on some architectures, then you should file a bug or ask on IRC before
you upgrade the package. If you really need to get the ebuild added in
a hurry, for example, for a security fix, then you should drop
KEYWORDS which are causing problems and CC the relevant
architectures on the bug - you should file a new bug to the
architecture in question regarding this if no bug is already
If there are no new dependencies, do not remove keywords if your
commit fails with repoman - please try a full
git pull and if
you still have problems, then commit with
repoman -I and file a
bug to the broken architecture, noting it in your git commit message.
Moving a package in the tree requires several operations. Firstly,
the package directory needs to be moved to the correct category
git mv. After this, a new entry needs to be added to
the latest file in profiles/updates/ in the
move old-category/package-name new-category/package-name
Following the update entry, ebuilds that have a dependency to this package (in other words, the reverse dependencies of the package to be moved) need to be updated properly.
Next is checking the files under profiles/ such as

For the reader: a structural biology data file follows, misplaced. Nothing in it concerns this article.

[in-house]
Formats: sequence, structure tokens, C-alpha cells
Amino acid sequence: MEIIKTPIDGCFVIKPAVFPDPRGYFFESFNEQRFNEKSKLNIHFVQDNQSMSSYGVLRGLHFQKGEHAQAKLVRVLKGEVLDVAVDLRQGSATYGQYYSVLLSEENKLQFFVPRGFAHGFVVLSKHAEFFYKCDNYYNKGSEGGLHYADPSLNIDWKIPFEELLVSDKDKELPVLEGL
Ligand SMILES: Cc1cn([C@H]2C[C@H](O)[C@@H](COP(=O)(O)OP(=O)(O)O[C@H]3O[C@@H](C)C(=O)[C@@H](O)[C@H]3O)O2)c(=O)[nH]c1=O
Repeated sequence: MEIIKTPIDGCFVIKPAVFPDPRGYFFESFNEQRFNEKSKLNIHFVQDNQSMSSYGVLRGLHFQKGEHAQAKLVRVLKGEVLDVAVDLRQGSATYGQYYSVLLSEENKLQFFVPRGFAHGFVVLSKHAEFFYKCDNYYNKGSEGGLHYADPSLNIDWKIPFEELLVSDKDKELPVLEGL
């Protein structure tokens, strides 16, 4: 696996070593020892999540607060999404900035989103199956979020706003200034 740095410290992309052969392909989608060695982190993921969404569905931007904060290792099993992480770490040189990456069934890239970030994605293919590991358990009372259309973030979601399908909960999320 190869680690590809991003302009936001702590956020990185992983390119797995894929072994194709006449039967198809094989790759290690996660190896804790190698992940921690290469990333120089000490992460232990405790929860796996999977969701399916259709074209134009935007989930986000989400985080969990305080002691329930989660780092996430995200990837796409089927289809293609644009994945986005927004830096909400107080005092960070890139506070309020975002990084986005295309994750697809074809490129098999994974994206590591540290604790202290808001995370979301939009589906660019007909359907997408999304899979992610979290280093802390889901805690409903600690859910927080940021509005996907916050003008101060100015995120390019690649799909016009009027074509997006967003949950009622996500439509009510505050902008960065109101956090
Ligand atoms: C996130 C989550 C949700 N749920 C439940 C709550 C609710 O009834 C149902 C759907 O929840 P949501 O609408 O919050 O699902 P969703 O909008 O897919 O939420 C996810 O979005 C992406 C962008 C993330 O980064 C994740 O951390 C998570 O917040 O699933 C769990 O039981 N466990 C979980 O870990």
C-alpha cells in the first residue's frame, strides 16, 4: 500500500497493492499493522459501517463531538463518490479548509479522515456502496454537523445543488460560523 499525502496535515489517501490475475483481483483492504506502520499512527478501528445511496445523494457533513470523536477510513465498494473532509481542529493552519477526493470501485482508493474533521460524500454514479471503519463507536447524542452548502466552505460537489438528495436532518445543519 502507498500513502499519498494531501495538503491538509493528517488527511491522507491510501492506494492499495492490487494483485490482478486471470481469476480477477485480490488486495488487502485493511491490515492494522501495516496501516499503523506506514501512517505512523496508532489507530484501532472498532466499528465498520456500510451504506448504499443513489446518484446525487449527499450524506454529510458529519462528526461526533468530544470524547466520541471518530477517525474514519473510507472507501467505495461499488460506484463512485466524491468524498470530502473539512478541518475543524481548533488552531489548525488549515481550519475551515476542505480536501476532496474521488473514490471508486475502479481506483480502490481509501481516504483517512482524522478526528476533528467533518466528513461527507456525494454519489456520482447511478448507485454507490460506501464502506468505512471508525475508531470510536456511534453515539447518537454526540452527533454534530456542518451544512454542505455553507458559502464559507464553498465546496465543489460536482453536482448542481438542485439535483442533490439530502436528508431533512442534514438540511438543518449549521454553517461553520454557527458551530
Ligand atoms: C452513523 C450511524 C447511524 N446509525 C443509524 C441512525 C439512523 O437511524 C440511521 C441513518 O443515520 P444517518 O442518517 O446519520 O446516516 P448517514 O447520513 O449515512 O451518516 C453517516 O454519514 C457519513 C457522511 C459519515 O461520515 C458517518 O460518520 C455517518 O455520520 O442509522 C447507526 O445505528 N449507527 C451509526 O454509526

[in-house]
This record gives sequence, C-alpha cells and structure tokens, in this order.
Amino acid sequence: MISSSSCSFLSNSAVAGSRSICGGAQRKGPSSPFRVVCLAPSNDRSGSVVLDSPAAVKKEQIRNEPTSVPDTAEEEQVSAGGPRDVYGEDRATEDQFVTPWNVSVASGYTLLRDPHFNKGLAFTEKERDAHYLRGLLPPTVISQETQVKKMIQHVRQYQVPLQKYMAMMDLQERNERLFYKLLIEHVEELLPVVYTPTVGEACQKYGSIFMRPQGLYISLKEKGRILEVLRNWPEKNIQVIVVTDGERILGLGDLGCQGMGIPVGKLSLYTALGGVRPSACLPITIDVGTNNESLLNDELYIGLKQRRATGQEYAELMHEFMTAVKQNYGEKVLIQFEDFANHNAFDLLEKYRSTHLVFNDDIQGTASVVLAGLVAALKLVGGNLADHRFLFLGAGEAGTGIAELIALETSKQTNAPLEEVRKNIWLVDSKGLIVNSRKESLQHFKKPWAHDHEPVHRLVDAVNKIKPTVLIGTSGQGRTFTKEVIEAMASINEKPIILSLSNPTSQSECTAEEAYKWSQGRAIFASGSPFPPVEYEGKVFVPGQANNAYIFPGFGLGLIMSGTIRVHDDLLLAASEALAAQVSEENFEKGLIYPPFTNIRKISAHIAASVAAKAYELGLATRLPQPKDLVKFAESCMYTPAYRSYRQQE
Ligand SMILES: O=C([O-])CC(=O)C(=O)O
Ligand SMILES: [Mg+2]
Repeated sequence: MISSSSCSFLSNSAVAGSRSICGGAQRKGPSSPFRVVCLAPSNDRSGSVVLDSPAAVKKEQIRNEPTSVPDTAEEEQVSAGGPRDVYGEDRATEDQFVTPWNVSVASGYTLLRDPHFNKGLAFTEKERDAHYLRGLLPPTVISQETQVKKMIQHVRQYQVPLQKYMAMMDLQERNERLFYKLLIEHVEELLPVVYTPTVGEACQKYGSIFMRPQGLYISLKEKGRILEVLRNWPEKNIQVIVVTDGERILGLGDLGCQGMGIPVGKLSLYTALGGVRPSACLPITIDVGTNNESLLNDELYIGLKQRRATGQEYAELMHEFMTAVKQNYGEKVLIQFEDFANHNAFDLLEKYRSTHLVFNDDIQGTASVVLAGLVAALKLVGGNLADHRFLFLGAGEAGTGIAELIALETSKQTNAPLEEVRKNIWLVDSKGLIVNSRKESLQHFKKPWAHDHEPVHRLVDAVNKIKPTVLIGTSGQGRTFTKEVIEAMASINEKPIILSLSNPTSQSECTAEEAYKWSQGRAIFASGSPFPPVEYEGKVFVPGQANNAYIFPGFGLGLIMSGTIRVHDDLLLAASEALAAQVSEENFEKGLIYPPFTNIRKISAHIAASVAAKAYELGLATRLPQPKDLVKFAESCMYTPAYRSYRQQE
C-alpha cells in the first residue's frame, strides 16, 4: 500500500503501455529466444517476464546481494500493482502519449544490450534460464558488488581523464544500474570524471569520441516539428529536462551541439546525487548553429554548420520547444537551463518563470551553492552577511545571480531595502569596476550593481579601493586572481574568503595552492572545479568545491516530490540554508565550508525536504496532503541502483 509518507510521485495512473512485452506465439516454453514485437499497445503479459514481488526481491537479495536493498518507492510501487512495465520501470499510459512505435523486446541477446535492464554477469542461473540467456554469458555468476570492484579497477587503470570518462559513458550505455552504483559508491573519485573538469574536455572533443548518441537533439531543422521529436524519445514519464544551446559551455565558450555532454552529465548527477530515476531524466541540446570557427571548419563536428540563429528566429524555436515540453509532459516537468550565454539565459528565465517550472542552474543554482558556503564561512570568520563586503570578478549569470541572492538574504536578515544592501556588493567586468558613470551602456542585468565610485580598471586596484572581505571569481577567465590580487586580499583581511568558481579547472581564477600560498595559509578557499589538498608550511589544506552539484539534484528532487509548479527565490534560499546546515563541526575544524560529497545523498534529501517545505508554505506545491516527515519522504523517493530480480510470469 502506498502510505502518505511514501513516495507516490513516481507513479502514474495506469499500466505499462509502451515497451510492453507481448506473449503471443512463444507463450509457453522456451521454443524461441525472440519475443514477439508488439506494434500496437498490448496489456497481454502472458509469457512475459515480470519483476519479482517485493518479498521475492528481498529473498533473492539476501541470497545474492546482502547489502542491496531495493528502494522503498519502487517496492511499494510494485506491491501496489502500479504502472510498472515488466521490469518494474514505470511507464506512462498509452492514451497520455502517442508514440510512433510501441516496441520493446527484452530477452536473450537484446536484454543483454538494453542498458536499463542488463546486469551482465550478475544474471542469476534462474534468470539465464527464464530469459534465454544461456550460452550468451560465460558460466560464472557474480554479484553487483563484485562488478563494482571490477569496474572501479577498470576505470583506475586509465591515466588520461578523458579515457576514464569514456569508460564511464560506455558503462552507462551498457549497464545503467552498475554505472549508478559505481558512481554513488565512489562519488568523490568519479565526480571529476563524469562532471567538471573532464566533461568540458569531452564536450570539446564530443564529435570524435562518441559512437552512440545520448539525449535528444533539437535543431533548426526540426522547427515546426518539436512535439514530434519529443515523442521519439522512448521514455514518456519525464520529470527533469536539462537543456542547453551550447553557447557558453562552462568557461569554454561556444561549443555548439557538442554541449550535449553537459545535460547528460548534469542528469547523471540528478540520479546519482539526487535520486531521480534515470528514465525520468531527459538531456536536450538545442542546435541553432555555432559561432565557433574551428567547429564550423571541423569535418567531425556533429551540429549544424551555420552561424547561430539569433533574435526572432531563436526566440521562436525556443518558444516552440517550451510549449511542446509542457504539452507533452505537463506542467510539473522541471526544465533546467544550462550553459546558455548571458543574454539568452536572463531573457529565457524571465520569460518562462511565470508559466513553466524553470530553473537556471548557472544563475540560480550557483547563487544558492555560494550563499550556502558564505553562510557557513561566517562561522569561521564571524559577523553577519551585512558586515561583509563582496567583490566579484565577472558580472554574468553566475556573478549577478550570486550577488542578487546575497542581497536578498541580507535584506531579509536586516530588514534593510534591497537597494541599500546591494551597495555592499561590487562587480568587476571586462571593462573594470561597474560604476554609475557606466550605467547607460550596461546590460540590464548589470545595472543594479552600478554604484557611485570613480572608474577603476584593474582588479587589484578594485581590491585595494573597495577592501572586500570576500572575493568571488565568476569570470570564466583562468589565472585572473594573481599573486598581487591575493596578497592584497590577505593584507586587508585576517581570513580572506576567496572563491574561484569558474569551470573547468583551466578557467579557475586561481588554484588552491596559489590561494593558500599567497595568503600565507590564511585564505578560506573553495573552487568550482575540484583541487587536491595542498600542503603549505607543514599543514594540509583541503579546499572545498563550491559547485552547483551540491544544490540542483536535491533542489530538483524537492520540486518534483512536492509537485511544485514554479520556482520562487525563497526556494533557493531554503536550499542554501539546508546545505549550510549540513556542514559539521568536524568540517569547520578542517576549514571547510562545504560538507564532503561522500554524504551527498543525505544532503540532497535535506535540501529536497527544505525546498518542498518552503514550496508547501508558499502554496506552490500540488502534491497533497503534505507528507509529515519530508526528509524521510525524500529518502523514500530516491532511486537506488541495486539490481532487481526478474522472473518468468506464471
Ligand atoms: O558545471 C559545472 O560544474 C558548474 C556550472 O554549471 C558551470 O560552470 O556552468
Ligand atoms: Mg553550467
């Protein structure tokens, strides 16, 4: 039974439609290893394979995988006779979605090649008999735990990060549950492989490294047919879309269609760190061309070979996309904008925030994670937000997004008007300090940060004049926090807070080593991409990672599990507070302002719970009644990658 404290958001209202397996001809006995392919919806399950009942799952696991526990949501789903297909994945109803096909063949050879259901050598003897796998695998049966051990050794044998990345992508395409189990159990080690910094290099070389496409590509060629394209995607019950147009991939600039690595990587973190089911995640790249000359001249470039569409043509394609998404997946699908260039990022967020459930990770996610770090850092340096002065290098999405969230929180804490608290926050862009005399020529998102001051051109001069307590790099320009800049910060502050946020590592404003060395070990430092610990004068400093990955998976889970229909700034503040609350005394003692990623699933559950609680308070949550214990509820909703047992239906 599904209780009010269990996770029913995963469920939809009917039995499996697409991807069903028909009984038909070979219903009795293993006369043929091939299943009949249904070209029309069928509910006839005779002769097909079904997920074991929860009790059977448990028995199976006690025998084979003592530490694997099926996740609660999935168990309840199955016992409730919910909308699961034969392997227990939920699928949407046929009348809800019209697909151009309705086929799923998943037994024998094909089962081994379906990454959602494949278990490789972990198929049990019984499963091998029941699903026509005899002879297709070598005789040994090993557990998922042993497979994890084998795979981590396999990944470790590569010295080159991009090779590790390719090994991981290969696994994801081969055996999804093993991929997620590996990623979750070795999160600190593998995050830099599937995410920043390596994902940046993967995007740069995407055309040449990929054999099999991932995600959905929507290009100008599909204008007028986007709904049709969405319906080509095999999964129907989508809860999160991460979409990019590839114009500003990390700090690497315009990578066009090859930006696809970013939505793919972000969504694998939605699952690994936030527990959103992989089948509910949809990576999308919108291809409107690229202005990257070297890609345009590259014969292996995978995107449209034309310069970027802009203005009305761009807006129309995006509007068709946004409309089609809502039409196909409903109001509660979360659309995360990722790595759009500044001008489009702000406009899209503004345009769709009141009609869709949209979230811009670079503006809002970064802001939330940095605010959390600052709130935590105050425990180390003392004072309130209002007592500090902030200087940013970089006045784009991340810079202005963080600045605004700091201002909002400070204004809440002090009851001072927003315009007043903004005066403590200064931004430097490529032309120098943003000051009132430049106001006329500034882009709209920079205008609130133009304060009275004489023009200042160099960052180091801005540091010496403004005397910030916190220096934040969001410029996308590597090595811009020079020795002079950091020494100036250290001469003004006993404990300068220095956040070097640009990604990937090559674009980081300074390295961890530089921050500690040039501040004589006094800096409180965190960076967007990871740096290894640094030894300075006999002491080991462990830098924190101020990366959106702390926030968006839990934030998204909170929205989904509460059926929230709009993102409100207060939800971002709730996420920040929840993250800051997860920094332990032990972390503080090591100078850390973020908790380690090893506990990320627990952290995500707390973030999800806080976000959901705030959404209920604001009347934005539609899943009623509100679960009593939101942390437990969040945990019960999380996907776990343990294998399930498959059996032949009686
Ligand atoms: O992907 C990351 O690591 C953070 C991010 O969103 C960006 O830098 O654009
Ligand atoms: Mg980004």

profiles/package.mask and update them to reflect the ebuild
move. Various eclasses automatically provide some of the dependencies upon
inherit, so the files under eclass/ should be checked and updated
properly. If the package metadata.xml has tags with
attribute, they should be updated to reflect the move. The
metadata.xml for various packages may contain references to the
package being moved using the
<pkg> tag which need to be
updated accordingly as well. Lastly, the titles of the open bugs
related to the package should be updated.
Here is an example where the package net-misc/fwbuilder is transparently moved to net-firewall/fwbuilder:
git mv net-misc/fwbuilder net-firewall/fwbuilder
Add the following entry to the latest file in profile/updates/:
move net-misc/fwbuilder net-firewall/fwbuilder
<pkg>tag or the
git add. For example:
git add profiles/package.mask
git commit --gpg-sign
Display-If-Installedheader or in the item's body (and increment their
It is very important to commit all the changes in a single commit to ensure that no breakage occurs. The commit message should follow a format similar to the following:
commit d391643289097344a0b18ab2665bb26198a0e3a1 Author: Guilherme Amadio <firstname.lastname@example.org> Date: Tue Nov 3 20:26:52 2015 +0100 media-fonts/nanumfont: renamed to media-fonts/nanum
The process for changing the ebuild's SLOT is very similar to the previous process. Besides changing the SLOT in the ebuild file, you also need to create a new entry in profiles/updates/ in the Gentoo repository in the following format: